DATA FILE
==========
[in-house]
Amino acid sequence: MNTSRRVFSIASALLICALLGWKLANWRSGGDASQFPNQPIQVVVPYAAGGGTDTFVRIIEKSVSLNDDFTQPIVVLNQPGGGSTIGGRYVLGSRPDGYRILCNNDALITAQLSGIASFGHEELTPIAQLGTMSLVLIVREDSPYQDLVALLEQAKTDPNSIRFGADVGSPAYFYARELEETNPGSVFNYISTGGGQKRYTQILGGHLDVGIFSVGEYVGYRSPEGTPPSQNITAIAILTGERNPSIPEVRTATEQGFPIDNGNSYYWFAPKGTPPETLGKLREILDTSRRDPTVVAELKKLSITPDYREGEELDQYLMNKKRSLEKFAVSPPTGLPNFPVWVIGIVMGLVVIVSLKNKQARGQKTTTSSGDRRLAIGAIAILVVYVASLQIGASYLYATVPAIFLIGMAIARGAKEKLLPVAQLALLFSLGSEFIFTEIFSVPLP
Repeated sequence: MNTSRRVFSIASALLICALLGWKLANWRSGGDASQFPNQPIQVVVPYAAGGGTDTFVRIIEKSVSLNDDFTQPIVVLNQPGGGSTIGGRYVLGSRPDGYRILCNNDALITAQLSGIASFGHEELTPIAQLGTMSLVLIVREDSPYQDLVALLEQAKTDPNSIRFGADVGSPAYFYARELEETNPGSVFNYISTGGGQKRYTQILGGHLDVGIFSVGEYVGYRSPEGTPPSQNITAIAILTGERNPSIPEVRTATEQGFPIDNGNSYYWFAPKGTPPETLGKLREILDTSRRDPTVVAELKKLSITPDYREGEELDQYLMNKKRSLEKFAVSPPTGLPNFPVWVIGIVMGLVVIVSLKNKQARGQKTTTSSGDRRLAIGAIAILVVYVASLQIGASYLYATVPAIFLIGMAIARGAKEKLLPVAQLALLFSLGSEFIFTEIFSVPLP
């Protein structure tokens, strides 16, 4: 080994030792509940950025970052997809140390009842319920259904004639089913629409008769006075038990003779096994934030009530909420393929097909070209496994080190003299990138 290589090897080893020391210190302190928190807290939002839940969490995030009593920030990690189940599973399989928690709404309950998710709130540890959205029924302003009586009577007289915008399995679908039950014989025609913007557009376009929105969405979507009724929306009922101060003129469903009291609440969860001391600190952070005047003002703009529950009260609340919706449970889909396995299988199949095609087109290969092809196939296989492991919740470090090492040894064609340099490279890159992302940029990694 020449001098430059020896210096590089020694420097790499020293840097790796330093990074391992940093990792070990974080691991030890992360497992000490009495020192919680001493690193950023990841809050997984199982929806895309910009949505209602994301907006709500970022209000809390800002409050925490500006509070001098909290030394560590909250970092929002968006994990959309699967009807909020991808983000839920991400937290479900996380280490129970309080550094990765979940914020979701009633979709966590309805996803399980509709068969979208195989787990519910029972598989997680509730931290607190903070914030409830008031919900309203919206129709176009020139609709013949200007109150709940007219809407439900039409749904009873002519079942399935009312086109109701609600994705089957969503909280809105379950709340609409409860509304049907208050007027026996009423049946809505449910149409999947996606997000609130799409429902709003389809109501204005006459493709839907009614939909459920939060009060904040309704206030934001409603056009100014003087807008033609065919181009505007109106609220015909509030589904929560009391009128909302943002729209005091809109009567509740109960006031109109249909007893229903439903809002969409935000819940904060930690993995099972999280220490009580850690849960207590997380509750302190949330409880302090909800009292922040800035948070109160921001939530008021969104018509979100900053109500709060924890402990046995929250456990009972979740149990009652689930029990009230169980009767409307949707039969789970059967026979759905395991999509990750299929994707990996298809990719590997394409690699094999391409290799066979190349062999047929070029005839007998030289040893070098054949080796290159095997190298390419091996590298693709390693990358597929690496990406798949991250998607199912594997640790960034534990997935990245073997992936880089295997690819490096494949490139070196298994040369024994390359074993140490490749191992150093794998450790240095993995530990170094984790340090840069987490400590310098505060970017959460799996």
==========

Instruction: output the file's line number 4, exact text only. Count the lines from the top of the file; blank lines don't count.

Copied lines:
């Protein structure tokens, strides 16, 4: 080994030792509940950025970052997809140390009842319920259904004639089913629409008769006075038990003779096994934030009530909420393929097909070209496994080190003299990138 290589090897080893020391210190302190928190807290939002839940969490995030009593920030990690189940599973399989928690709404309950998710709130540890959205029924302003009586009577007289915008399995679908039950014989025609913007557009376009929105969405979507009724929306009922101060003129469903009291609440969860001391600190952070005047003002703009529950009260609340919706449970889909396995299988199949095609087109290969092809196939296989492991919740470090090492040894064609340099490279890159992302940029990694 020449001098430059020896210096590089020694420097790499020293840097790796330093990074391992940093990792070990974080691991030890992360497992000490009495020192919680001493690193950023990841809050997984199982929806895309910009949505209602994301907006709500970022209000809390800002409050925490500006509070001098909290030394560590909250970092929002968006994990959309699967009807909020991808983000839920991400937290479900996380280490129970309080550094990765979940914020979701009633979709966590309805996803399980509709068969979208195989787990519910029972598989997680509730931290607190903070914030409830008031919900309203919206129709176009020139609709013949200007109150709940007219809407439900039409749904009873002519079942399935009312086109109701609600994705089957969503909280809105379950709340609409409860509304049907208050007027026996009423049946809505449910149409999947996606997000609130799409429902709003389809109501204005006459493709839907009614939909459920939060009060904040309704206030934001409603056009100014003087807008033609065919181009505007109106609220015909509030589904929560009391009128909302943002729209005091809109009567509740109960006031109109249909007893229903439903809002969409935000819940904060930690993995099972999280220490009580850690849960207590997380509750302190949330409880302090909800009292922040800035948070109160921001939530008021969104018509979100900053109500709060924890402990046995929250456990009972979740149990009652689930029990009230169980009767409307949707039969789970059967026979759905395991999509990750299929994707990996298809990719590997394409690699094999391409290799066979190349062999047929070029005839007998030289040893070098054949080796290159095997190298390419091996590298693709390693990358597929690496990406798949991250998607199912594997640790960034534990997935990245073997992936880089295997690819490096494949490139070196298994040369024994390359074993140490490749191992150093794998450790240095993995530990170094984790340090840069987490400590310098505060970017959460799996």